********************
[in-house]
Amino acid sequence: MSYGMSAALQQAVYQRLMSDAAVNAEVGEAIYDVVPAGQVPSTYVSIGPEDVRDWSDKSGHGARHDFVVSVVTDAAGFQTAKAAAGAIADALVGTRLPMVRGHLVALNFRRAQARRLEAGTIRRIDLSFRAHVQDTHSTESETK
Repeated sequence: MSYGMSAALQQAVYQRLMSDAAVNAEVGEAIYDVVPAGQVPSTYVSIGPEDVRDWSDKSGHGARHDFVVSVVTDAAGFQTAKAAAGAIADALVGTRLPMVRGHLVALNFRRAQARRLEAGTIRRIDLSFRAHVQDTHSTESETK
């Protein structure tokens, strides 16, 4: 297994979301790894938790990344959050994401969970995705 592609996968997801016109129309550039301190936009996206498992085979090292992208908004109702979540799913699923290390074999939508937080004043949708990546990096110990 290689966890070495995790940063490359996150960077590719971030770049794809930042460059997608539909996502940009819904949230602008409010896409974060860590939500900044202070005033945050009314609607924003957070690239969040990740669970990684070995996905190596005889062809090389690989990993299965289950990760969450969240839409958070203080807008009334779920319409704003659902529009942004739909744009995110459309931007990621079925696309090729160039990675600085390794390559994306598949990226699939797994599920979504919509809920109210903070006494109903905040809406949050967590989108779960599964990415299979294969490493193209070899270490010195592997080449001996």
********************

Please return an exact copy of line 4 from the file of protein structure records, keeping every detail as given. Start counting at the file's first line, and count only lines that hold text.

């Protein structure tokens, strides 16, 4: 297994979301790894938790990344959050994401969970995705 592609996968997801016109129309550039301190936009996206498992085979090292992208908004109702979540799913699923290390074999939508937080004043949708990546990096110990 290689966890070495995790940063490359996150960077590719971030770049794809930042460059997608539909996502940009819904949230602008409010896409974060860590939500900044202070005033945050009314609607924003957070690239969040990740669970990684070995996905190596005889062809090389690989990993299965289950990760969450969240839409958070203080807008009334779920319409704003659902529009942004739909744009995110459309931007990621079925696309090729160039990675600085390794390559994306598949990226699939797994599920979504919509809920109210903070006494109903905040809406949050967590989108779960599964990415299979294969490493193209070899270490010195592997080449001996």